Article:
Heb 'arar, (Jer 17:6; 48:6), a species of juniper called by the Arabs by the same name ('arar), the Juniperus sabina or savin. "Its gloomy, stunted appearance, with its scale-like leaves pressed close to its gnarled stem, and cropped close by the wild goats, as it clings to the rocks about Petra, gives great force to the contrast suggested by the prophet, between him that trusteth in man, naked and destitute, and the man that trusteth in the Lord, flourishing as a tree planted by the waters" (Tristram, Natural History of the Bible).
Illustration: Juniperus Sabina or Savin
Hebrew aroer, arar; Arabic dnax; the Juniper sabina or Juniper savin with small scale-like leaves, close to the stem, a gloomy looking bush on a sterile soil, symbolizing "the man that trusteth in man and maketh flesh his arm, and whose heart departeth from the Lord" (Jer 17:6); the Hebrew means "naked"; such is he whose defense is other than Jehovah, a shrub in a barren soil, contrasted with the "tree spreading out her roots by the river," i.e. the man that trusteth in Jehovah (Jer 17:7-8; compare Jer 48:6, margin).
arar, aroer. These words are supposed to refer to the Arabic Arar, which is a juniper (the Juniperus sabina). It grows on the rocks even to their summits in most sterile soil. It stands therefore as a fit emblem of the man who "maketh flesh his arm, and whose heart departeth from the Lord." Jer 17:6. Moab also, under the judgement of God, is compared to 'the heath in the wilderness.' Jer 48:6. The Juniperus communis is another species.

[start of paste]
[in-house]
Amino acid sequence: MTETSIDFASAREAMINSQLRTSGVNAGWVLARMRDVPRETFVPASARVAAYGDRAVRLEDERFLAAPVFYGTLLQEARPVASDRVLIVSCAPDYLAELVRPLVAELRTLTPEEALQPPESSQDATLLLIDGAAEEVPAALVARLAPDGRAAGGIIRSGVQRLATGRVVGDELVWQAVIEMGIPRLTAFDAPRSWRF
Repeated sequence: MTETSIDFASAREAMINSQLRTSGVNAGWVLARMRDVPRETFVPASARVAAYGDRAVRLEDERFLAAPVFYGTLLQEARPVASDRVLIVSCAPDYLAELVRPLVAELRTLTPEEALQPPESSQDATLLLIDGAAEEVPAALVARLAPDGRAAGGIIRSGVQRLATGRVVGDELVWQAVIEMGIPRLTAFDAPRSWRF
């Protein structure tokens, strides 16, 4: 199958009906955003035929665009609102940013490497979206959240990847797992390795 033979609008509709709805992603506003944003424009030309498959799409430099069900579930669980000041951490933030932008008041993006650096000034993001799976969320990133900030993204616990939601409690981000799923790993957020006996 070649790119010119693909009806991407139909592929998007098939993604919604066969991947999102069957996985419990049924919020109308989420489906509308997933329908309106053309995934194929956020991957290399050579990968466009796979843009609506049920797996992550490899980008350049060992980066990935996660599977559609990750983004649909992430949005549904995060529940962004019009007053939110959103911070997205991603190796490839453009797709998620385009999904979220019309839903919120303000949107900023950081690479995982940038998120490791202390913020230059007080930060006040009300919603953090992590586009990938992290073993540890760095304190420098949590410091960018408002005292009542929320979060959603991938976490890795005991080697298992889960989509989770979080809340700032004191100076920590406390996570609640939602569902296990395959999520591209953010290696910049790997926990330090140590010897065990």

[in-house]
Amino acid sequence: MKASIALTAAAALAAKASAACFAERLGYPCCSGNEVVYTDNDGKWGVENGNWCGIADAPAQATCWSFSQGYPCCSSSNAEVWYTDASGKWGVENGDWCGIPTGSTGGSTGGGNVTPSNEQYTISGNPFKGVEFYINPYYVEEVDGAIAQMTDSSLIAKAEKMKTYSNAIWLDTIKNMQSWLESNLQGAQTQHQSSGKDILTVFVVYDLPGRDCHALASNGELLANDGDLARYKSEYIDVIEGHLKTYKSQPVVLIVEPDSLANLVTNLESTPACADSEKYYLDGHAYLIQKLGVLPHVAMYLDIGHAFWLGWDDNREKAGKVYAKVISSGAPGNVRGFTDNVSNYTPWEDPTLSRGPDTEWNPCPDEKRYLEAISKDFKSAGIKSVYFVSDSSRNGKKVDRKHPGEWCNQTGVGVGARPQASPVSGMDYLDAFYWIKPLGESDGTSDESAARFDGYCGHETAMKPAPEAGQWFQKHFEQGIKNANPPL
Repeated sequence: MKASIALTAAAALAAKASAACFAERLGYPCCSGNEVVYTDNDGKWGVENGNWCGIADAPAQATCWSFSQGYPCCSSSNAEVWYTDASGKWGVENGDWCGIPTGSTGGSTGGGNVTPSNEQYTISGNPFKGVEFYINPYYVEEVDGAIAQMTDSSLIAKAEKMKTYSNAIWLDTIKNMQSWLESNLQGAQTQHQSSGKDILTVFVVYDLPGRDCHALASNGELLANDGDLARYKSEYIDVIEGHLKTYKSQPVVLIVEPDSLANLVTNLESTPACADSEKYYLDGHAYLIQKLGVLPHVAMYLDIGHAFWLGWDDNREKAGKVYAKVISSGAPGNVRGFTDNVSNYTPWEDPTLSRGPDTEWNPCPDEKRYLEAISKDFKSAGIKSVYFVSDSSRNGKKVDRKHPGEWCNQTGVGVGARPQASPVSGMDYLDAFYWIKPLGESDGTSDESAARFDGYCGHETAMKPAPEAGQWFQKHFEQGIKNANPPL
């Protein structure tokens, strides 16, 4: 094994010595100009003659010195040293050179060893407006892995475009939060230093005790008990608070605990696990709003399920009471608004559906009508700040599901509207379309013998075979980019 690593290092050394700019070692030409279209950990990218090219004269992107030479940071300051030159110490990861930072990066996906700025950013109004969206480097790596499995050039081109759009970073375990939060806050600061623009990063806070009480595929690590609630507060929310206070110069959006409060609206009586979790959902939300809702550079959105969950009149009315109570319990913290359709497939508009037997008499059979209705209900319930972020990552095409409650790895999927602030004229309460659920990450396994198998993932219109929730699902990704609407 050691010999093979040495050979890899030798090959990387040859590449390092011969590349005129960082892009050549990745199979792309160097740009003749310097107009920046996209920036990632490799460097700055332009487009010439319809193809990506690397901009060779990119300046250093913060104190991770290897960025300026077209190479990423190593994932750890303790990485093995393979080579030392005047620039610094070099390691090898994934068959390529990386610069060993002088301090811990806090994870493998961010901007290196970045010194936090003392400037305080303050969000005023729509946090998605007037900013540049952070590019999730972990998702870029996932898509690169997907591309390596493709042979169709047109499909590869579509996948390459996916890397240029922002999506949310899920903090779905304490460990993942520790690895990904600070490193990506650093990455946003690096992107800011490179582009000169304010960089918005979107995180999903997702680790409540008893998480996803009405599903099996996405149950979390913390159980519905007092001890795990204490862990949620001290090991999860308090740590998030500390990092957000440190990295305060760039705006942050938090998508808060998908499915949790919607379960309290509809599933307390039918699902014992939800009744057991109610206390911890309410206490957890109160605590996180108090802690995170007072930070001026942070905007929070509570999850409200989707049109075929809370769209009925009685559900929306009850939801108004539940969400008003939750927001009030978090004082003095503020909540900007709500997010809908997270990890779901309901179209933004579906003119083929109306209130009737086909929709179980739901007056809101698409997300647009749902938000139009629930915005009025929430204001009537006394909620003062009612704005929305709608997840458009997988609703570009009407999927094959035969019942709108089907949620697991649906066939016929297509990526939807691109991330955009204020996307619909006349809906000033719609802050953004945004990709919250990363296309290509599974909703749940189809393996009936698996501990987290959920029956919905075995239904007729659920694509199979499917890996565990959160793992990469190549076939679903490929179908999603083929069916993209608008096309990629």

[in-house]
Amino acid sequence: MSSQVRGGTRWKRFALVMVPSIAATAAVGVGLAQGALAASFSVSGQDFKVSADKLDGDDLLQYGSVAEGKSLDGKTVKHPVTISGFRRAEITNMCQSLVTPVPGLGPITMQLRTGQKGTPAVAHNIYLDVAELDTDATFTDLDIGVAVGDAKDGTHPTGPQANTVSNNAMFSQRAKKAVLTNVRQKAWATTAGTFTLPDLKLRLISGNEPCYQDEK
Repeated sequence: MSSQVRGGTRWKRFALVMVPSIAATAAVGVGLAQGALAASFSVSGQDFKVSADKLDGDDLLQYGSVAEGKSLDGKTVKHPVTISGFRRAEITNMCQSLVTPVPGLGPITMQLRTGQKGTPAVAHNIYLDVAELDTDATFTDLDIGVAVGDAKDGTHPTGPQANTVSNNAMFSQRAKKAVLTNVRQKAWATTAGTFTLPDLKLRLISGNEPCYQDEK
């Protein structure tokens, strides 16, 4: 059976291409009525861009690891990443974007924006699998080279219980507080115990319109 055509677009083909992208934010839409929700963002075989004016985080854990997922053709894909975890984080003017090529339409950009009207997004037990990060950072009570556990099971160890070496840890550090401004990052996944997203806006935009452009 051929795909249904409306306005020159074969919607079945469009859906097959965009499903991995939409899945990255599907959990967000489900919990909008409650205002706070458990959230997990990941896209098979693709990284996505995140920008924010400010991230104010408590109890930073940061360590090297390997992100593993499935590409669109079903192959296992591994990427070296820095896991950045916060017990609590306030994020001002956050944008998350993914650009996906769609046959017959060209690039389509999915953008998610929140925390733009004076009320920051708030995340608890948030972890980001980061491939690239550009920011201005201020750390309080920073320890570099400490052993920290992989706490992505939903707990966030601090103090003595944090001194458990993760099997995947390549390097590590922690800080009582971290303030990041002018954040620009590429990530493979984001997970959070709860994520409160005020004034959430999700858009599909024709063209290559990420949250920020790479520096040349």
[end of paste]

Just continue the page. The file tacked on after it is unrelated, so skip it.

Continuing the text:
was some species of juniper, probably the savin, a dwarf, stunted juniper which grows in the most sterile parts of the desert.
HEATH, ????, Jer 17:6; 48:6. "He shall be like the heath in the desert. He shall not see when good cometh; but shall inhabit the parched places in the wilderness, a salt land." The LXX and Vulgate render oror, "the tamarisk;" and this is strengthened by the affinity of the Hebrew name of this tree with the Turkish oeroer. Taylor and Parkhurst render it "a blasted tree stripped of its foliage." If it be a particular tree, the tamarisk is as likely as any. Celsius thinks it to be the juniper; but from the mention of it as growing in a salt land, in parched places, the author of "Scripture Illustrated" is disposed to seek it among the lichens, a species of plants which are the last production of vegetation under the frozen zone, and under the glowing heat of equatorial deserts; so that it seems best qualified to endure parched places, and a salt land. Hasselquist mentions several kinds seen by him in Egypt, Arabia, and Syria. In Jer 48:6, the original word is ?????, which the Septuagint translators have read ????, for they render it ???? ??????, wild ass; and, as this seems best to agree with the flight recommended in the passage, it is to be preferred. See WILD ASS.